It's been a tumultuous year for LINN Energy (NASDAQOTH:LINEQ) to say the least. An ongoing informal investigation launched by the Securities and Exchange Commission earlier this year has cast a long shadow over the company's growth. Even the company's major strategic initiatives were in doubt. As an upstream operator within the oil and gas space, acquiring new assets for development and production serves as the bloodstream for a company like LINN.
Thankfully, recent developments may finally shed light on LINN's future, and whether LINN and its investors have brighter days in store.
Progress on several fronts
Thankfully, all this time LINN has focused on its core operations, and its underlying results have shown only mild affects from the ongoing investigation. In fact, LINN's recent earnings report showed remarkable resilience in the face of so many headwinds.
LINN's third-quarter average daily production rose and net sales of oil, natural gas, and natural gas liquids increased during the quarter as well on a year-over-year perspective. Moreover, fears about LINN's ability to fund its massive distribution were likely calmed, as LINN generated $2 million of excess net cash from operating activities above its distribution requirements.
Plus, LINN is still very much active in acquiring new assets for development, which is obviously critical for an upstream oil and gas Master Limited Partnership. In September, LINN announced it would buy oil and natural gas properties in the Permian Basin for $525 million, an investment that should pay off for years to come. The assets in the region include more than 300 proven low-risk drilling opportunities, with proved reserves of approximately 30 million barrels of oil equivalents. For the first twelve months of its operation, the Permian Basin assets will produce about 4,800 barrels of oil equivalents per day.
When 'no comment' is great news
When the Securities and Exchange Commission investigates a company, informally or not, it's usually isn't the best news. It's no secret why LINN and its financial holding subsidiary LinnCo (UNKNOWN:LNCO.DL) declined so precipitously in the immediate aftermath of the SEC announcing its informal investigation. Questionable accounting practices could have dealt a serious blow to LINN's ambitious growth initiatives, including its pending buyout of Berry Petroleum (UNKNOWN:UNKNOWN), should the regulatory agency have found LINN guilty of financial wrongdoing.
While news of the informal SEC investigation has been few and far between, LINN provided a note to investors on November 1 that the Division of Corporate Finance of the SEC has advised that has "no further comments" regarding the amended S4 document previously submitted by LINN. While that might not seem like much on the surface, it was enough to send LINN units and LinnCo shares soaring on the day of the announcement. At long last, the market appears willing to bet that the informal SEC investigation will pass without fanfare. This would be a great sign for the planned buyout of Berry, and hopefully Berry shareholders are now more comfortable with being acquired by LINN.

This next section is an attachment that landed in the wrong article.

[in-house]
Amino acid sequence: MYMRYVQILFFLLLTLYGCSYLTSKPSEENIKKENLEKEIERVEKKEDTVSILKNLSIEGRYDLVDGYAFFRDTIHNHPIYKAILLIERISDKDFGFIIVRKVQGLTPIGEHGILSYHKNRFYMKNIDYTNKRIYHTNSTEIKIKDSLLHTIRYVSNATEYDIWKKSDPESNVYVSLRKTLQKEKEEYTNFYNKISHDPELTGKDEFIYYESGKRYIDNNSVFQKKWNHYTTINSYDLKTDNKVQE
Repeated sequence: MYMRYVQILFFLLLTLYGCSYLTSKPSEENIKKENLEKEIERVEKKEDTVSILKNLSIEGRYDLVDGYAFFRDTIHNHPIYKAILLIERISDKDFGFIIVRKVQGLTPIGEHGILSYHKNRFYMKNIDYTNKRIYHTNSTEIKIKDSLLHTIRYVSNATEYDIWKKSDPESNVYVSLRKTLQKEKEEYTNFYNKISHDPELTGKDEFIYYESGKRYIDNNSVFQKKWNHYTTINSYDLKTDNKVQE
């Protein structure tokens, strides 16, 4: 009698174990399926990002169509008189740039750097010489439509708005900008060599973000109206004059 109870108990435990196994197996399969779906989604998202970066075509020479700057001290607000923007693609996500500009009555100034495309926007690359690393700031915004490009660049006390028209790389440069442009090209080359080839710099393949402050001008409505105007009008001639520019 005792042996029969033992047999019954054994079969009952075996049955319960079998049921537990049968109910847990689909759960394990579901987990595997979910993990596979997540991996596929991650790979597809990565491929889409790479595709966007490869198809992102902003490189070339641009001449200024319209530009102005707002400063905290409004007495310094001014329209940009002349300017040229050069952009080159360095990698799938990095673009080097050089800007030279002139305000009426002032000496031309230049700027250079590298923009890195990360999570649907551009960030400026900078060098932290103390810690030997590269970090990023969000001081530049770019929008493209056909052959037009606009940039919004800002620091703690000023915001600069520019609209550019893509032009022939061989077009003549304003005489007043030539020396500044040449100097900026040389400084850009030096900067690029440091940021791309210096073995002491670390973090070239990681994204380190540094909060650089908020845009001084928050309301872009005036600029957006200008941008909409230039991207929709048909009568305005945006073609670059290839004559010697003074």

Indeed, it's very much in LINN's best interests to see this deal go through as planned. Berry's assets are both plentiful and high-quality. Berry's long-life and low-decline assets would provide a meaningful geographic presence in the Permian Basin, East Texas, and California, solidly complimenting LINN's U.S. operational footprint.
Moreover, Berry's proven reserves, of approximately 1.65 trillion cubic feet equivalents, would boost LINN's current production by 30%. LINN would also receive 3,200 producing wells and more than 200,000 net acres, and has already identified the potential for cost synergies and additional probable or possible reserves in the amount of 3.8 trillion cubic feet equivalents.
That being said, should the deal fall through, it's not like LINN would suddenly find itself in a state of emergency. Its continued solid production results in addition to the previously mentioned asset purchase lead me to believe LINN would do decently well in the future without Berry, just not as strongly as it could with Berry's assets in its portfolio. While we can't say with absolute certainty what will happen, I'm inclined to believe the market reaction. I maintain a positive view of both LINN and LinnCo, and would be very surprised if the informal SEC investigation and Berry acquisition don't work out in LINN's favor.
Bob Ciura owns shares of Linn Co, LLC. The Motley Fool has no position in any of the stocks mentioned. Try any of our Foolish newsletter services free for 30 days. We Fools may not all hold the same opinions, but we all believe that considering a diverse range of insights makes us better investors. The Motley Fool has a disclosure policy.